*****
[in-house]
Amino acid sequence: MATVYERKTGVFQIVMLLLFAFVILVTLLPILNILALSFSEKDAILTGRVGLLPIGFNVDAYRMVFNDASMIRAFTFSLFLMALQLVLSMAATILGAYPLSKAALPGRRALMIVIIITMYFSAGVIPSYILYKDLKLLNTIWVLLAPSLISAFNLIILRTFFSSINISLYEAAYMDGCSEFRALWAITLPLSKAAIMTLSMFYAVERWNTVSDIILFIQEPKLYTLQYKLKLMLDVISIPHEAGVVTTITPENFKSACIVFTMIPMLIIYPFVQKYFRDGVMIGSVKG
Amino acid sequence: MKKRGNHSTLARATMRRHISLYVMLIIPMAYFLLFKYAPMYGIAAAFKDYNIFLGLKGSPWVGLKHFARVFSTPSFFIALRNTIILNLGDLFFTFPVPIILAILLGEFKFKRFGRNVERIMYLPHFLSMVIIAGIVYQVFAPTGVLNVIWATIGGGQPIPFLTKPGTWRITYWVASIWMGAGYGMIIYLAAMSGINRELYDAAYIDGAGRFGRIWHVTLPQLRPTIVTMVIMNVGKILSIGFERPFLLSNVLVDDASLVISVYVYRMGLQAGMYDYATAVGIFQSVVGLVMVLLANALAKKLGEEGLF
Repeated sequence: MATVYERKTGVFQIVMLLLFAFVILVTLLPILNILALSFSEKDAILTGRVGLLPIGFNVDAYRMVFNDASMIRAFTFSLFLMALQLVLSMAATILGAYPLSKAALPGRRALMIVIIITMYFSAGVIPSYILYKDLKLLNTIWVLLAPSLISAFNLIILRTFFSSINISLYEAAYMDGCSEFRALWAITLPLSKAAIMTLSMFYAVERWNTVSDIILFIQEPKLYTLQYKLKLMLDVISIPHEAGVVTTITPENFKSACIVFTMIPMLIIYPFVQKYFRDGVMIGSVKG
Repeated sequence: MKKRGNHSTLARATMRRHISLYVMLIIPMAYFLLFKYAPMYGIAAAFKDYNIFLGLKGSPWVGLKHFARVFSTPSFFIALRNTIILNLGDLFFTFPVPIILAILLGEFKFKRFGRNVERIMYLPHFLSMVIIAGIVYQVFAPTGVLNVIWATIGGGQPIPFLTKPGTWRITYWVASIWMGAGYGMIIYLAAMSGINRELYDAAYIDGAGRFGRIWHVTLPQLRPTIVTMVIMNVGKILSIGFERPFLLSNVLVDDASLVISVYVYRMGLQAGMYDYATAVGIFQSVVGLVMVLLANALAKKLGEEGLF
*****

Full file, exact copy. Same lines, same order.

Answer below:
[in-house]
Amino acid sequence: MATVYERKTGVFQIVMLLLFAFVILVTLLPILNILALSFSEKDAILTGRVGLLPIGFNVDAYRMVFNDASMIRAFTFSLFLMALQLVLSMAATILGAYPLSKAALPGRRALMIVIIITMYFSAGVIPSYILYKDLKLLNTIWVLLAPSLISAFNLIILRTFFSSINISLYEAAYMDGCSEFRALWAITLPLSKAAIMTLSMFYAVERWNTVSDIILFIQEPKLYTLQYKLKLMLDVISIPHEAGVVTTITPENFKSACIVFTMIPMLIIYPFVQKYFRDGVMIGSVKG
Amino acid sequence: MKKRGNHSTLARATMRRHISLYVMLIIPMAYFLLFKYAPMYGIAAAFKDYNIFLGLKGSPWVGLKHFARVFSTPSFFIALRNTIILNLGDLFFTFPVPIILAILLGEFKFKRFGRNVERIMYLPHFLSMVIIAGIVYQVFAPTGVLNVIWATIGGGQPIPFLTKPGTWRITYWVASIWMGAGYGMIIYLAAMSGINRELYDAAYIDGAGRFGRIWHVTLPQLRPTIVTMVIMNVGKILSIGFERPFLLSNVLVDDASLVISVYVYRMGLQAGMYDYATAVGIFQSVVGLVMVLLANALAKKLGEEGLF
Repeated sequence: MATVYERKTGVFQIVMLLLFAFVILVTLLPILNILALSFSEKDAILTGRVGLLPIGFNVDAYRMVFNDASMIRAFTFSLFLMALQLVLSMAATILGAYPLSKAALPGRRALMIVIIITMYFSAGVIPSYILYKDLKLLNTIWVLLAPSLISAFNLIILRTFFSSINISLYEAAYMDGCSEFRALWAITLPLSKAAIMTLSMFYAVERWNTVSDIILFIQEPKLYTLQYKLKLMLDVISIPHEAGVVTTITPENFKSACIVFTMIPMLIIYPFVQKYFRDGVMIGSVKG
Repeated sequence: MKKRGNHSTLARATMRRHISLYVMLIIPMAYFLLFKYAPMYGIAAAFKDYNIFLGLKGSPWVGLKHFARVFSTPSFFIALRNTIILNLGDLFFTFPVPIILAILLGEFKFKRFGRNVERIMYLPHFLSMVIIAGIVYQVFAPTGVLNVIWATIGGGQPIPFLTKPGTWRITYWVASIWMGAGYGMIIYLAAMSGINRELYDAAYIDGAGRFGRIWHVTLPQLRPTIVTMVIMNVGKILSIGFERPFLLSNVLVDDASLVISVYVYRMGLQAGMYDYATAVGIFQSVVGLVMVLLANALAKKLGEEGLF